Cassidy: Louisiana has answers for nation’s woes

Dorothy Legendre
May 30, 2011
TEDA takes a u-turn in exec search
June 1, 2011
Dorothy Legendre
May 30, 2011
TEDA takes a u-turn in exec search
June 1, 2011

“I think he is going to be the real deal,” Terrebonne Parish President Michel Claudet said of Rep. William Cassidy following the congressman’s presentation last Tuesday to members of the South Central Industrial Association.

Cassidy, R-Livingston, is the newly designated congressman for the northern part of Terrebonne and Lafourche parishes according to a redistricting plan that has been sent to the U.S. Department of Justice for review and approval.

Some in attendance expected Cassidy’s presentation to SCIA to be one of simply telling former 3rd District of Louisiana residents that they are not forgotten. Instead, Cassidy stressed the importance of this region as a working example not only to the entire state, but the nation as well.

“I truly think the folks of south Louisiana are taken for granted,” Cassidy said during his opening statements. “We have answers in south Louisiana that actually can apply for the rest of the nation.”

Cassidy pointed out big issues that reach from the Tri-parish region to the nation including energy on the overall economy, health care reform offering power to the patient, being both pro-business and pro-environment, and addressing the national debt.

Regarding the economy, Cassidy said that unemployment is not generally distributed. “We talk about petro-chemical, oil and gas, as creating jobs when it creates jobs not only for those employed in the industry, but it creates jobs for folks like insurance salesmen,” Cassidy said, while he used his own father as an example of someone whose career was directly impacted because of the oil industry clients he had.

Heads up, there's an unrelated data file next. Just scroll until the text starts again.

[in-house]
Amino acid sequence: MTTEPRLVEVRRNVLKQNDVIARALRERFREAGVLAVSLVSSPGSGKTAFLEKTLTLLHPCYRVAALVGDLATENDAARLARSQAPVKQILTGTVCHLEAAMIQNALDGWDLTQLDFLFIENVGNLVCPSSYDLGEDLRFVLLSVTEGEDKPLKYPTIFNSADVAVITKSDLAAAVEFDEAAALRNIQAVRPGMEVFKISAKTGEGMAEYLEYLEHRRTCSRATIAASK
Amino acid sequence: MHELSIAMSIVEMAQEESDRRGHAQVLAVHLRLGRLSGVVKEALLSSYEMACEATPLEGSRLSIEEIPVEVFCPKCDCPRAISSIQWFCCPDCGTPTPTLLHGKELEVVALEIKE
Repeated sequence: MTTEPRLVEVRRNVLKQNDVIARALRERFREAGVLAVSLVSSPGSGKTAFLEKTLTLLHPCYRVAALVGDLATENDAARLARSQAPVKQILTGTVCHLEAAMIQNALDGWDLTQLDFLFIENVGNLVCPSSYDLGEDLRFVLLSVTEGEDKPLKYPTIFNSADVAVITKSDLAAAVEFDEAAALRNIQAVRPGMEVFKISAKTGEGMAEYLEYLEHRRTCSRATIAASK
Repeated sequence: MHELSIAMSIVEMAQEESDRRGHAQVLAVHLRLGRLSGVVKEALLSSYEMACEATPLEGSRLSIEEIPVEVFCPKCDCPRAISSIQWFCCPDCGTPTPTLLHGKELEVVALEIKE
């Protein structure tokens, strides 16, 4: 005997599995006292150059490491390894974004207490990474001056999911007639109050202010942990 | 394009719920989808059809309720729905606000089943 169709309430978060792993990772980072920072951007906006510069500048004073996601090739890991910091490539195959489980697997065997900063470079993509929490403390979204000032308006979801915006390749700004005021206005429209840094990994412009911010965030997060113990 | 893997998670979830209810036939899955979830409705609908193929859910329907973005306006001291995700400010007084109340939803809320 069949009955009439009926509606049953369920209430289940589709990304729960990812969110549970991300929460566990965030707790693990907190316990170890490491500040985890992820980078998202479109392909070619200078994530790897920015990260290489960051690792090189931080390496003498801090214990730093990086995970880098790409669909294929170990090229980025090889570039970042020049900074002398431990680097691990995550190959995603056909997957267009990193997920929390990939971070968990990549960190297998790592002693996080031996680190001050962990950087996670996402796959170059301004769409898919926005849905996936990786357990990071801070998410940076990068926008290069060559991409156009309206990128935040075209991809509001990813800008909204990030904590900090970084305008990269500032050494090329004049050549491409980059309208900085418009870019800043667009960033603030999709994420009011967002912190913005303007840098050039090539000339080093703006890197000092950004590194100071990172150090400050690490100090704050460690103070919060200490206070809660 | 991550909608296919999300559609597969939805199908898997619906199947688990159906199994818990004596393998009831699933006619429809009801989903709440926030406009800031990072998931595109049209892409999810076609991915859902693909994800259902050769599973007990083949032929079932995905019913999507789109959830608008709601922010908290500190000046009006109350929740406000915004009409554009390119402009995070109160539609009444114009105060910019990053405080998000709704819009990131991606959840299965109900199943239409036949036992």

“If we think about it, prior to the [offshore drilling] moratorium, the Terrebonne-Lafourche area had the lowest unemployment rate in the nation, and the jobs that were here were good paying jobs with good benefits,” Cassidy said. “So when I speak to people in Washington, D.C., about oil and gas, I comment to them that we have a problem with unemployment so let’s look at south Louisiana … specifically at Terrebonne and Lafourche.”

Health care, Cassidy said, is a major focus nationally, and one that historically, when oil production has been down, kept the economy going. He noted that 20 percent of all Americans are uninsured and, as a physician, he has recognized if health care is not properly addressed it could have a negative impact on everyone.

“The challenges for health care reform is for No. 1, take care of those 20 percent of us that are uninsured, and No. 2 do it in a way that doesn’t break the bank,” Cassidy said, while opposing government having central control on treatment policies.

“I’ve learned in my 20 years of taking care of patients, if you give power to the patient when she walks into the room, and she knows she is in control, then typically she is going to make the right decision for her and the right decision for her pocketbook,” Cassidy said. “We’ve got to have a system where the patient is in charge and not a federal bureaucracy.”

The third issue addressed by Cassidy was generating an understanding that it is important to be both pro-business and pro-environment. Cassidy mentioned the significance of coastal renewal to help keep offshore and shipping in south Louisiana operational.

The final issue the congressman covered was the national debt and the outlook for today’s working adults wanting to offer their children a future as good as their parents were able to provide for them.